(The cartoon is from yesterday’s online Spectator.)
I have an appointment for vaccination on Monday.
So far as I know this is simply because of my age. I fall into the ‘next cohort’.
I have been mostly isolating since last March. I shop online as far as possible. I have not been to a shop, or used cash, since then. Occasionally, my husband and my daughter have brought shopping to me and I disinfect everything. I cannot take advantage of the permission to go out for exercise. I walk, badly and slowly, with a stick, and need frequent rests on e.g. a park bench. I understand that this is currently illegal. The last time I left our house and garden was for a flu jab, in autumn.
I am not grumbling, or at least, only at the virus. I am no different from lots and lots of people and I know I’m better off than a lot. I have a comfortable house, a supportive husband who is good company, no money worries, and no health problems other than my bad back and some hay fever. All our extended family are currently well, even our son-in-law’s father who was hospitalised with Covid. However, I’m still, like many others, in a kind of prison and can only begin to imagine how dreadful it must be for people who live alone or in less than comfortable surroundings.
I am pro-vaccination. I believe in the concept and science of vaccination. I believe in the way vaccination protects the entire community including people who for health reasons can’t be vaccinated. I have some confidence in the new Covid vaccines. The researchers have worked very hard and the trials have been properly carried out. However, the results from Israel, which is ahead of most countries in rolling out the programme suggest that protection will be limited until the second dose has been not only administered but had time to develop full efficacy and it is still not clear whether the vaccine prevents transmission as well as protecting against severe symptoms.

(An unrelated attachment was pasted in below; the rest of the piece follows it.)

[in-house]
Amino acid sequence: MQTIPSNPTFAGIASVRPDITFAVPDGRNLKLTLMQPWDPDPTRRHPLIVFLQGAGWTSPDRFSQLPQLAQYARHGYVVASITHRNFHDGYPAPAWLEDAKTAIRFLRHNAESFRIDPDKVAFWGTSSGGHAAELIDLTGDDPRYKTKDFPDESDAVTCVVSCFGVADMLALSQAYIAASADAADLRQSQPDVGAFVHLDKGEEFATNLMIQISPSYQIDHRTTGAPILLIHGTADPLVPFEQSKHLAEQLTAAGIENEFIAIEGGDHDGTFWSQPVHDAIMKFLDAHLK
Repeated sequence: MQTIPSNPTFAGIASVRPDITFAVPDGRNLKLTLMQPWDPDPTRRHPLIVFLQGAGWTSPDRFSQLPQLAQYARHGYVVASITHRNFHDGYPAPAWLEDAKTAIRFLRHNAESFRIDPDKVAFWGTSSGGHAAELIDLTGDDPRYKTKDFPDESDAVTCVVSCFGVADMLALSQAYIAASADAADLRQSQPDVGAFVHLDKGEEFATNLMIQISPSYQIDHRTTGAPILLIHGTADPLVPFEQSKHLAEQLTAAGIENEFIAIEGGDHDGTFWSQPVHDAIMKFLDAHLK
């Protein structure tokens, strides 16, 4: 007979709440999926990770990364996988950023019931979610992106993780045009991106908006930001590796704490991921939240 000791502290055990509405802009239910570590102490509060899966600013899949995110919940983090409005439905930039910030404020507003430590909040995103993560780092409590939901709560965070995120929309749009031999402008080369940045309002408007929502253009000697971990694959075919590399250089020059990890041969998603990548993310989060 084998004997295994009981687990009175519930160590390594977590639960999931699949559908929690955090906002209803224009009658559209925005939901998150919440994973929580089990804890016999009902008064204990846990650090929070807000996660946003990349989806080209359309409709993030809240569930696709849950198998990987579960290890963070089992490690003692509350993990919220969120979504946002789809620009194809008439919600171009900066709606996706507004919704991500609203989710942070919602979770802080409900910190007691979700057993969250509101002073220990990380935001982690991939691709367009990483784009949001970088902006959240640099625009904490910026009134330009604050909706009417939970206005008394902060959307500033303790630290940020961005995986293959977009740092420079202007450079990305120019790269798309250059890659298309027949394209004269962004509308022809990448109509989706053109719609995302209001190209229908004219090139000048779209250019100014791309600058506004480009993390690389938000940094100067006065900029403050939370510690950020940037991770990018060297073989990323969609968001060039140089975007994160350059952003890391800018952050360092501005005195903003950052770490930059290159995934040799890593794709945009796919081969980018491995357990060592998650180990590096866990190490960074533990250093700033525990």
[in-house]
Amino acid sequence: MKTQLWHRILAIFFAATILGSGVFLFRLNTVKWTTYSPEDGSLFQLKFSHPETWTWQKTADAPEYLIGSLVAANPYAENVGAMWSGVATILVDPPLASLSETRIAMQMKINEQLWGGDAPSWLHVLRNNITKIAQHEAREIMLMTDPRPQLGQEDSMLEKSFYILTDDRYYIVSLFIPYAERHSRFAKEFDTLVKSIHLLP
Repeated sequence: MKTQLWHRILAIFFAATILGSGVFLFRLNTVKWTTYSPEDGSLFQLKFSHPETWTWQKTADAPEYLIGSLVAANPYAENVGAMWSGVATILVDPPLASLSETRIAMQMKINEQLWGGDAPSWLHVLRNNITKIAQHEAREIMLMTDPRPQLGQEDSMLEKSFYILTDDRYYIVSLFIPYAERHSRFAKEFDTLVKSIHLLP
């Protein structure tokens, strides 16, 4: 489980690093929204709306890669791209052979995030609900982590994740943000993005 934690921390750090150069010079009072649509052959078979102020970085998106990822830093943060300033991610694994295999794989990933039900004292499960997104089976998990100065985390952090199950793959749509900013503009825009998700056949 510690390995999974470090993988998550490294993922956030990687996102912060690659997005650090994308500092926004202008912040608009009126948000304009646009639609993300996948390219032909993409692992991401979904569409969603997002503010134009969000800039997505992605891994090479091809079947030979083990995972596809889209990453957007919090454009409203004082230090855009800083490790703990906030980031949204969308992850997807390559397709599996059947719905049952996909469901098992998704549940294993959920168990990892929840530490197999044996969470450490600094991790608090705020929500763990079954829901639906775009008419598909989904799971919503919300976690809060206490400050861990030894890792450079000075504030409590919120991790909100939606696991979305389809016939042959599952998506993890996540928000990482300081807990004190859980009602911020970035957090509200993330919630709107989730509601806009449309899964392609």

I have no idea which vaccine I will be given or even if the appointment will go ahead. I was asked to make the appointment for the second dose at the same time I made the first and I did, but I have no idea whether that will go ahead either – it’s for 12 weeks’ time. There are rumours, half bits of information, lots of encouragement, and virtually no hard facts. Some areas and centres run out of vaccine or run out of staff. But the Manchester Etihad Stadium has not reported any problems so far. (I just hope I don’t have to queue or that if I do there is seating.)
So I ought to be excited about my appointment. I’m sure friends and medical staff will encourage me to express delight and optimism.
I will turn up for my ‘jab’, but forgive me if I am less than enthusiastic. People are talking as if we have actually reached the light at the end of the tunnel and guess what? We haven’t.
This is not a get-out-of-gaol-free card. It takes about three weeks for any protection to kick in, and then there’s the 12 week wait for the second dose and a further 3 week wait. So we’re looking at the beginning of May… I can’t imagine much lifting of restrictions before then in any of UK because it’s going to be at least then before most older people are protected. Even then, it’s only partial protection.
Meanwhile, we are all still in lockdown. I can’t see my family, even my daughter and grandson (last seen in August) or my friends. I can’t go out. I’ve mentioned the walking problem and of course I can’t drive anywhere for a change of scenery. I can’t stand and queue for a shop though I hate shopping anyway so that isn’t a real concern. Other than medical appointments such as the one for vaccination there is no legal way I can leave the house even once vaccinated. Dentists, opticians, hairdressers, etc. are still closed and will remain so. Besides, those are not exactly things to look forward to. We have been told not to plan summer holidays or days out, even in UK. The weather is cold, dark, and depressing. I live in a big house but I’m feeling slightly claustrophobic.
We are currently still in January – and I’m one of the lucky ones.
Also, it’s snowing, which is very pretty and very cold. We were invited (it’s random) to be on the ONS covid survey so we get tested regularly – they aren’t allowed to come in and they’re due today at 12.30 and that means having the door open for longer than I would like.